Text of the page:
Pair the squat and chin-up (or inverted row): Do 10 squats, then 10 chin-ups (or rows), then eight squats, then eight chin-ups (or rows), and continue counting down by two until you finish with two reps of each. Then go back up to nine reps and count down with the odd numbers until you finish with one rep of each (9,7,5,3 and 1 rep). Record the time it takes you to complete EOC 1, and if you have more left in the tank, move to EOC 2.
Use the same format as EOC 1, but with step-ups (reps on each side) and push-ups. Don’t forget to record the time it takes you to complete the EOC.
Try one of these workouts every other day. This may be a Circuit on Monday, OTM on Wednesday and EOC on Friday, for example. If using your body weight only is too easy, add resistance (dumbbell, barbell, etc.) to any of the exercises.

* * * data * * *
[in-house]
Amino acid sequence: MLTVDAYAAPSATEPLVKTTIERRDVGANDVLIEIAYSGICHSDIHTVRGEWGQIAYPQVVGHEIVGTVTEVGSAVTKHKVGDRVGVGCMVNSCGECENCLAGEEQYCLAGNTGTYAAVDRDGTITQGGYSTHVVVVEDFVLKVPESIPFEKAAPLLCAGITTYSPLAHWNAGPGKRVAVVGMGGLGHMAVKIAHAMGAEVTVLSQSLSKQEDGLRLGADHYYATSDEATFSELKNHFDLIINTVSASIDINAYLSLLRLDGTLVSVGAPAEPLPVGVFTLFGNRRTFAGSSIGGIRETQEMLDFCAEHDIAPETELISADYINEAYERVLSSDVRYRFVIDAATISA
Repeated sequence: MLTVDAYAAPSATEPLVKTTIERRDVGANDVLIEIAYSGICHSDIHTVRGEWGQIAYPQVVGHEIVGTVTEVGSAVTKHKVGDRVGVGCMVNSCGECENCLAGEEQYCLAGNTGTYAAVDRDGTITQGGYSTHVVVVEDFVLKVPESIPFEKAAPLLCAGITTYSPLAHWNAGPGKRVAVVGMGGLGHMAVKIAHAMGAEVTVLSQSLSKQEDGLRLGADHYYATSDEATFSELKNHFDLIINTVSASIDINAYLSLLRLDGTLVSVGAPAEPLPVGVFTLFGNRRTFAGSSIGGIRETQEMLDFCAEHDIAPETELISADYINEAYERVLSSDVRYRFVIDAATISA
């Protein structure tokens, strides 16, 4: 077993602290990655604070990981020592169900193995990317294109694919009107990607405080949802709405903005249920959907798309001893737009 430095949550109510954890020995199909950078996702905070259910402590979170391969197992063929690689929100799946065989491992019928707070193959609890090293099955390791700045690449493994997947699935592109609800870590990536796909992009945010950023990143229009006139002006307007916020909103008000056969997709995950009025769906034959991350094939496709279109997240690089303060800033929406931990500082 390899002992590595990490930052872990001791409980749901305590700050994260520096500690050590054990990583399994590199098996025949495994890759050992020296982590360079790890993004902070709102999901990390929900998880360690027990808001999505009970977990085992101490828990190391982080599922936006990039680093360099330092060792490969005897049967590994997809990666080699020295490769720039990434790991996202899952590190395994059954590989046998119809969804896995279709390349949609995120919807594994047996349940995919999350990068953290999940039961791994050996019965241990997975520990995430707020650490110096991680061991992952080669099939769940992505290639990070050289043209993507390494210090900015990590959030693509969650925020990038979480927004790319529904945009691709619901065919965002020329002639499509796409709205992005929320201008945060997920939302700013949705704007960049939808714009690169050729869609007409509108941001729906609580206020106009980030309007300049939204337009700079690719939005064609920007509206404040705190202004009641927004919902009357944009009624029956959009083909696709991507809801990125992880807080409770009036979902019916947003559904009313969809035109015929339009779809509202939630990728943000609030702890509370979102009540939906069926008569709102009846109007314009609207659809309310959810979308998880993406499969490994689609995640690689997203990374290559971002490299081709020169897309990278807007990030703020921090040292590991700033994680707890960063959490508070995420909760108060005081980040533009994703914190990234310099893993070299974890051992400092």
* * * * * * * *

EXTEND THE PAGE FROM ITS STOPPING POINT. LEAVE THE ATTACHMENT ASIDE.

This type of training (using compound movements in a competitive manner) will leave your body adapting and progressing. The best part? These workouts shouldn’t take longer than 25 or 30 minutes if you’re doing all the steps.
Kyle Arsenault, CSCS, is a strength and conditioning coach, human-performance specialist and author. As the former head strength and conditioning coach with Momentum PT, Kyle now combines his extensive knowledge of efficient human movement, rehabilitation and strength and conditioning to create performance-enhancement programs for top fitness athletes as well as his online clients.
Kyle enjoys training, staying active and helping others achieve a life built upon a healthy, high-performing and good-looking body.